In addition, 69% of these organizations say that individual employees have professional social media profiles that they use in their capacity as a representative of the organization. Some 10% of the arts organizations surveyed that use social media noted they are active on 10 or more platforms. However, this question allowed for multiple responses, and 13% say their social media profiles are managed by a combination of full-time and part-time staffers, while 13 organizations (1%) are using a combination of staff, outside contractors and volunteers.
Even with staff capacity issues, these figures suggest that many arts organizations see social media activity as an important part of their workflow, and one that requires frequent tending to keep content up to date and relevant.
Social media also give organizations the ability to link directly to ticket sales, offer last minute discounts, or alert attendees about program changes. Social media are also seen by many organizations as helping them increase their website traffic, promote events, and build audiences. We’ve been able to form a couple of beneficial partnerships that grew directly from contacts made over social media. Facebook fans wrote in with lots of ideas, we picked our top favorites, and then released a poll so fans could vote on the name we ended up using. And, unlike in the past when such problems were managed one-on-one by staff via phone or email, social media displays these complaints for any reader to see. And he didn’t understand the need for separating these things out, keeping his personal life off of our public profile.
Interestingly, 85% of organizations say it is “not true at all” that “social media creates more risks than benefits” for their organization, reinforcing the idea that the arts field sees more positive than negative outcomes using and employing these new tools. However, for a few organizations – especially those that work with children, youth at risk, and immigrant populations — the use of social media may conflict with their effort to serve their constituencies. Identify how you will measure your efforts Review your outcomes and adjust your strategy as needed Do not enter blindly into using social media! But the pay-off for creating conversations with previously unreached audiences and building relationships with patrons can be very rewarding for the organization overall.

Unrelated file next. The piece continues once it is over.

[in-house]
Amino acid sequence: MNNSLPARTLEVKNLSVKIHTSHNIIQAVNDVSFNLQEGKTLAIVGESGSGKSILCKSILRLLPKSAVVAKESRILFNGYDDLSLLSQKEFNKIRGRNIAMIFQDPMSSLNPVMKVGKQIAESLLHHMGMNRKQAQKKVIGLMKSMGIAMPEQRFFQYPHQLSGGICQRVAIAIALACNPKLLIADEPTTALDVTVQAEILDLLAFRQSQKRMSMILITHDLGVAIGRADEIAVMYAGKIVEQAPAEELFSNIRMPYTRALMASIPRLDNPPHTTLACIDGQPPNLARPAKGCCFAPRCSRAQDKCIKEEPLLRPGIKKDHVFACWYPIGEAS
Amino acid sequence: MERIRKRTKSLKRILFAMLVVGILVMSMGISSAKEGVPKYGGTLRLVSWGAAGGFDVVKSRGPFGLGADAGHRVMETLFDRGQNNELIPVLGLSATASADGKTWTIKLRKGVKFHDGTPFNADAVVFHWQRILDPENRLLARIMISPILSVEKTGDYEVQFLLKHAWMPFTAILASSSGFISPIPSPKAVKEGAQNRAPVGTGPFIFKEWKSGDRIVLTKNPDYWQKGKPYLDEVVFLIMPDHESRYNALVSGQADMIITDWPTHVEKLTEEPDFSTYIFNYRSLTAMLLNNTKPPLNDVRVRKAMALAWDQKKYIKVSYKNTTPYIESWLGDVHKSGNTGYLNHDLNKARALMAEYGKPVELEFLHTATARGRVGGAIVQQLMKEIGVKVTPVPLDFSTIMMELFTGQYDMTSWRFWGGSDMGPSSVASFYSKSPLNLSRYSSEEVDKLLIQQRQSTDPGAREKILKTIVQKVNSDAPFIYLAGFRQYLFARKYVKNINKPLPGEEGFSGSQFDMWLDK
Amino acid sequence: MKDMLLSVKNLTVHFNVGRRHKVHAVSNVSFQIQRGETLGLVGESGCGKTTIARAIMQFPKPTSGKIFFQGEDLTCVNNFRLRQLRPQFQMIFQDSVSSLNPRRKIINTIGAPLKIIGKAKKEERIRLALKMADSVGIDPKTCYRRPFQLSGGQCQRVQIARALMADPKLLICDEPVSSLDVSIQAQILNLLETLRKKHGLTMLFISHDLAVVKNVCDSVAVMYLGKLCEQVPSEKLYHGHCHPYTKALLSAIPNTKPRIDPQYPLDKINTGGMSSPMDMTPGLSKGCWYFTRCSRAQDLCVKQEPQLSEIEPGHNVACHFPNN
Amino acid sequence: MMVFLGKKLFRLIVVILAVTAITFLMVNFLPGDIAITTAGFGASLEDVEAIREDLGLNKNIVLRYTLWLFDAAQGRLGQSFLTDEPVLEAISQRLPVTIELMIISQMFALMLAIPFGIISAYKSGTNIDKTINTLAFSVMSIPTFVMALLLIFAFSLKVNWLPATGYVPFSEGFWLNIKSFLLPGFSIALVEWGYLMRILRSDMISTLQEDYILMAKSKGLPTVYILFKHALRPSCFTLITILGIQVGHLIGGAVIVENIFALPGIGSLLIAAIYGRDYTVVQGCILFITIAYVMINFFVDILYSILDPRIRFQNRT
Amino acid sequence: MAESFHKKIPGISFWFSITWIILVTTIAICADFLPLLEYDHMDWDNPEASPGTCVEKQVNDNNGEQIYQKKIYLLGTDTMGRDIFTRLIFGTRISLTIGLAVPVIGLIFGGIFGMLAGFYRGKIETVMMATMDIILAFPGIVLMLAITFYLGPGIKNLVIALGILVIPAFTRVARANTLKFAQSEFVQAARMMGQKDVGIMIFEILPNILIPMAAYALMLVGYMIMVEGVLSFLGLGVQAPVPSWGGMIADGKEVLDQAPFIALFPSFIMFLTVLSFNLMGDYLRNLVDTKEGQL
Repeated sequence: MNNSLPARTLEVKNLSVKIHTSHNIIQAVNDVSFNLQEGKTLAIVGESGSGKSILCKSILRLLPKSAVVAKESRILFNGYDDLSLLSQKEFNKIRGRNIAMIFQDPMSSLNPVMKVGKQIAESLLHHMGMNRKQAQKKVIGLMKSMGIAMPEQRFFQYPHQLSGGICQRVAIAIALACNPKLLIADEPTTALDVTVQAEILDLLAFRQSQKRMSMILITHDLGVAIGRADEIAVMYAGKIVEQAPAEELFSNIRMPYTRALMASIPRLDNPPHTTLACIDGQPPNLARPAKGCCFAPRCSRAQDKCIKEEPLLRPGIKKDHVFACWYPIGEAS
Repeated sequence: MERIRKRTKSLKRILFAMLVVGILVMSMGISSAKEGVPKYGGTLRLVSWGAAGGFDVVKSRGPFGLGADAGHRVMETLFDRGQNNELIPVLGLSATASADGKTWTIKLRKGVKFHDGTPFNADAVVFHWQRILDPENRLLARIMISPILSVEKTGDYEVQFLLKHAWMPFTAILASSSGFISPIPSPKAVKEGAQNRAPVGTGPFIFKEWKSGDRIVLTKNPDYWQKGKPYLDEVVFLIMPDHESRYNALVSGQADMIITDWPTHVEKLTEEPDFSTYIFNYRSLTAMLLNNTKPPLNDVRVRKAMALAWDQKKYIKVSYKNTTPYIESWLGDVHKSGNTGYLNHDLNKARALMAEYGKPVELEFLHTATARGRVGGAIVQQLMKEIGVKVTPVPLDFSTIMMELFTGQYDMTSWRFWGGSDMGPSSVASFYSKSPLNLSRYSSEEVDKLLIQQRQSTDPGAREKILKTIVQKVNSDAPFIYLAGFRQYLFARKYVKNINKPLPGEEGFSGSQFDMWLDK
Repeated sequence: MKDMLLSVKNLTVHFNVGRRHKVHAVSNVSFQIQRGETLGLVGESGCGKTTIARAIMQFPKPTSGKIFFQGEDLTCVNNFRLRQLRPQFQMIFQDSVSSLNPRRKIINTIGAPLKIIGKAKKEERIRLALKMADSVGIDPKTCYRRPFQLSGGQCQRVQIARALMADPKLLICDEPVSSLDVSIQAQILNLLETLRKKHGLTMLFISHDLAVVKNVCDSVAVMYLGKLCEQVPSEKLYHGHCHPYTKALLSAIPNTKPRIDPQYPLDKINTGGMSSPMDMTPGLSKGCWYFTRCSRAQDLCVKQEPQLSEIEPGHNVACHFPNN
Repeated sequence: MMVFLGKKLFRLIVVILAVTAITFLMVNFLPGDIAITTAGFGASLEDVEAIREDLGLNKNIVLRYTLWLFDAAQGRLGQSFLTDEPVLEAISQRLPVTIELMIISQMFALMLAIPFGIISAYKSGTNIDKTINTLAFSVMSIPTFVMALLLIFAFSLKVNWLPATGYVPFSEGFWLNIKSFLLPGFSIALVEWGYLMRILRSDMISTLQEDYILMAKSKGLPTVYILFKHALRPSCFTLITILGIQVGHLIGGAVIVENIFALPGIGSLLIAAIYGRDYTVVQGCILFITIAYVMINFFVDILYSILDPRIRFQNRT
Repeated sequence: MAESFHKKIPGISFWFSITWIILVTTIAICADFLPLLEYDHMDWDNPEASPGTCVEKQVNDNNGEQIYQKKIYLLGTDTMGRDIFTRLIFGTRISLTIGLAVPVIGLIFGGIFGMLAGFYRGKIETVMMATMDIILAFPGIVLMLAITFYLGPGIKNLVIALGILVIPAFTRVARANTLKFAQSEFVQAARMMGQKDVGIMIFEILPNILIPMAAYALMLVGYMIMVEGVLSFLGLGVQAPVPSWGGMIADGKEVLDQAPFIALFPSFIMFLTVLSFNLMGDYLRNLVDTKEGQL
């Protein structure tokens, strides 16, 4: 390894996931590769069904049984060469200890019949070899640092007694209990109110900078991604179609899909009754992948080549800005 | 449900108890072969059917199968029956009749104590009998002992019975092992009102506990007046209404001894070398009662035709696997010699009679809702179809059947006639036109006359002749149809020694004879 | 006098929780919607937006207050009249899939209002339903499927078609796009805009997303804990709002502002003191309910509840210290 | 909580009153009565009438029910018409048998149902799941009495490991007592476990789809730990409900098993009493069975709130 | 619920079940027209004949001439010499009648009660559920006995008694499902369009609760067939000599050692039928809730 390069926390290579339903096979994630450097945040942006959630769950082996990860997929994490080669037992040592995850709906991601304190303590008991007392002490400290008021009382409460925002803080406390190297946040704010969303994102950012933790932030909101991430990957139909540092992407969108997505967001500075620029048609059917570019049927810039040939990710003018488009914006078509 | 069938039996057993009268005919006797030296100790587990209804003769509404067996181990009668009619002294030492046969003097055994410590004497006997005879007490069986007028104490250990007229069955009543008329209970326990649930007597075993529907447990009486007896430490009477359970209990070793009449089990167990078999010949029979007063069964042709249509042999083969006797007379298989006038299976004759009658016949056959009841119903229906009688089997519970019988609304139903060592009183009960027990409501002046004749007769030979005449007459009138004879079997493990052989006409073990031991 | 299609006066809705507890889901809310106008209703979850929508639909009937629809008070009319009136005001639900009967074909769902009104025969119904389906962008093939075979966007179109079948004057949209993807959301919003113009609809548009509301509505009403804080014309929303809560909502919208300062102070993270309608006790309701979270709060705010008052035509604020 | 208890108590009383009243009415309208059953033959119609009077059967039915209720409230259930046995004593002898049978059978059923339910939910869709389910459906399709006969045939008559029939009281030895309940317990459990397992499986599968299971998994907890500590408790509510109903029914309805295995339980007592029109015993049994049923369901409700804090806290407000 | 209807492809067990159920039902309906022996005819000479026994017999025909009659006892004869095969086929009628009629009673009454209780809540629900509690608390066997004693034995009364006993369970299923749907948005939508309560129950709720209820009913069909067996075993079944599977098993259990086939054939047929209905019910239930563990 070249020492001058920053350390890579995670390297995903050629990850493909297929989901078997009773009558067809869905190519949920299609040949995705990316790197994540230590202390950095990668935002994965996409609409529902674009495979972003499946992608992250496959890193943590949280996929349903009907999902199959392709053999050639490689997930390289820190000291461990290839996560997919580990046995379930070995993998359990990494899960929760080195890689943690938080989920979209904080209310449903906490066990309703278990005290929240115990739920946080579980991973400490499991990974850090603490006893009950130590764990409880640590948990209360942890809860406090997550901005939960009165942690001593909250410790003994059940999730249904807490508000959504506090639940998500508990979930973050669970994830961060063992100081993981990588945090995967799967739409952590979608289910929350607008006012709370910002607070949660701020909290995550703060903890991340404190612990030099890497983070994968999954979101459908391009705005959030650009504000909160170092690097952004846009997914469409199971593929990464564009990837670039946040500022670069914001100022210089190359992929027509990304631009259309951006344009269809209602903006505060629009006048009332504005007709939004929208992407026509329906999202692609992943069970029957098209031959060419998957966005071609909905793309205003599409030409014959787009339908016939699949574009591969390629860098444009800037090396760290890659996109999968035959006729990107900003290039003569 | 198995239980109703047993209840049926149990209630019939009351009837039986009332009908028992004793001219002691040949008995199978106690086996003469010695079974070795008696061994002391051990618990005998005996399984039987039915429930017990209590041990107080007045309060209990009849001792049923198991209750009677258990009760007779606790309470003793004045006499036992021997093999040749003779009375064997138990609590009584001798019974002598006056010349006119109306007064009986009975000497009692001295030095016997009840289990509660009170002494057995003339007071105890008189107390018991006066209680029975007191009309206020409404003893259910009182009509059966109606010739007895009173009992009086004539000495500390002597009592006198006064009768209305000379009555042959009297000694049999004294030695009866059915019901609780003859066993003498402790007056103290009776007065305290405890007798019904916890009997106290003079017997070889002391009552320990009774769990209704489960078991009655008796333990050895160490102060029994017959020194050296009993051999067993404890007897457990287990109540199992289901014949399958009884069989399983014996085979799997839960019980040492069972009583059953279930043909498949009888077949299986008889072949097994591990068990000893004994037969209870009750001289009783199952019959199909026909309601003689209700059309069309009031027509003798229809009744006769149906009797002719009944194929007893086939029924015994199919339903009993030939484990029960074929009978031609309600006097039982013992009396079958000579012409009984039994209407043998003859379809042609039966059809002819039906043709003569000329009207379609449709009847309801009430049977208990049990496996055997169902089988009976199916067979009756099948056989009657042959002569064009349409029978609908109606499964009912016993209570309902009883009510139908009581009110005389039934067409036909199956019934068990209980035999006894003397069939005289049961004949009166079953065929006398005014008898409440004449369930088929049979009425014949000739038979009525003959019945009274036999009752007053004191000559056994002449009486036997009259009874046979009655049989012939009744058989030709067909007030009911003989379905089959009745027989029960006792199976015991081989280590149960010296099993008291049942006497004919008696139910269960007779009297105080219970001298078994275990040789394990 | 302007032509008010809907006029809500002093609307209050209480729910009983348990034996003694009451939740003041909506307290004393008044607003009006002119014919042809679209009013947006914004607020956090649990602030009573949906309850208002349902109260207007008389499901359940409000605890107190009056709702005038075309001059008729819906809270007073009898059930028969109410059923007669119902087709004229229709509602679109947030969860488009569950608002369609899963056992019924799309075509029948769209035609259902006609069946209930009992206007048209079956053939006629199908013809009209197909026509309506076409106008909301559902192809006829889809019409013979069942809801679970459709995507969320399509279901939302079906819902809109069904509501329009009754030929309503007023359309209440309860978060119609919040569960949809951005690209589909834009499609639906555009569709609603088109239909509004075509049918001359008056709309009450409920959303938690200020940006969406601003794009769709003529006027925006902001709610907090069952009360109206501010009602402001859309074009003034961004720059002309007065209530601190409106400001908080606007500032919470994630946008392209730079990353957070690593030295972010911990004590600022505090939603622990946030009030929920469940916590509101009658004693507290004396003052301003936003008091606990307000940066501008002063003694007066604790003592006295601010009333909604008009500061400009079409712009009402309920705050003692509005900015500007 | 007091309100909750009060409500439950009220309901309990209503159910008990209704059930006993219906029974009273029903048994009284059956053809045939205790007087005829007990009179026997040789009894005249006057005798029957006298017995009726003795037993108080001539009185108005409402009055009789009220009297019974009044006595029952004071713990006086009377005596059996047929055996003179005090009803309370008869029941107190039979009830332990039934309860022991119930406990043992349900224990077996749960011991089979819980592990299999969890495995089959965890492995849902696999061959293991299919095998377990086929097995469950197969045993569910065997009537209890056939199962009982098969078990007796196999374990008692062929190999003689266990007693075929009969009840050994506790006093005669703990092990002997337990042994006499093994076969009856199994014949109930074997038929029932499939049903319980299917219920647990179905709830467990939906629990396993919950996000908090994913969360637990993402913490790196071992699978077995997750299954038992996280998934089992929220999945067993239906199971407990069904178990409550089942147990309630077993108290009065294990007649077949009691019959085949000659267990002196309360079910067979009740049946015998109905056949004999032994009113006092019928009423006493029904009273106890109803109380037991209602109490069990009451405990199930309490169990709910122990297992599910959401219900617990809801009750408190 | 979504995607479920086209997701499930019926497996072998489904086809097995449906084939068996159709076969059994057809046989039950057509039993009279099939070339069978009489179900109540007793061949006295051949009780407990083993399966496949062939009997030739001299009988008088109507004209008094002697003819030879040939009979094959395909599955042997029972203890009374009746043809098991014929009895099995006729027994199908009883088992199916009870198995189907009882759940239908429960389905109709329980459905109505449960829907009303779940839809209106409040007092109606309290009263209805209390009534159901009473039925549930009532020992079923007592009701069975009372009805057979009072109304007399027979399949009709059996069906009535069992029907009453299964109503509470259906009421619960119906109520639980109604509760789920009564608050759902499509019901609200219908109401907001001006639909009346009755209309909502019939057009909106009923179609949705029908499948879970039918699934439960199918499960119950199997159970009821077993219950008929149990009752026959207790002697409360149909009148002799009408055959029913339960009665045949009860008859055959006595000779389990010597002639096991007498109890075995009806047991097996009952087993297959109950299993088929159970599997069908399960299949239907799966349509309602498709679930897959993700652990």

This section looks specifically at arts organizations’ social media use and its impact on their work.
Finally, social media do what traditional forms of marketing does not do; create a viral buzz through the sharable nature of information on social networks. These social platforms are more often described as having a “minor impact” on fundraising, product sales, and public education, among other things. So we exercised our social media tools to raise awareness, coordinate a panel discussion, and eventually a gathering at the city council meeting.
There are varying opinions about social media and right now the old, conservative guard are in control.
Arts organizations noted that social media exposes them to public criticism, has forced them to evaluate their employee conduct rules, and develop strategies that take their participation in these platforms into account. The Arts Council offers inexpensive, practical educational workshops to support artists and arts organizations in their work.
Overall, arts organizations agree that participating in social media is worth the time spent, but as with other technological endeavors, it takes time and planning to do it right.
Pennsylvania Ballet using YouTube for choreographer interviews, day in the life a dancer, chronicling state construction to introduce ballet to a younger audience.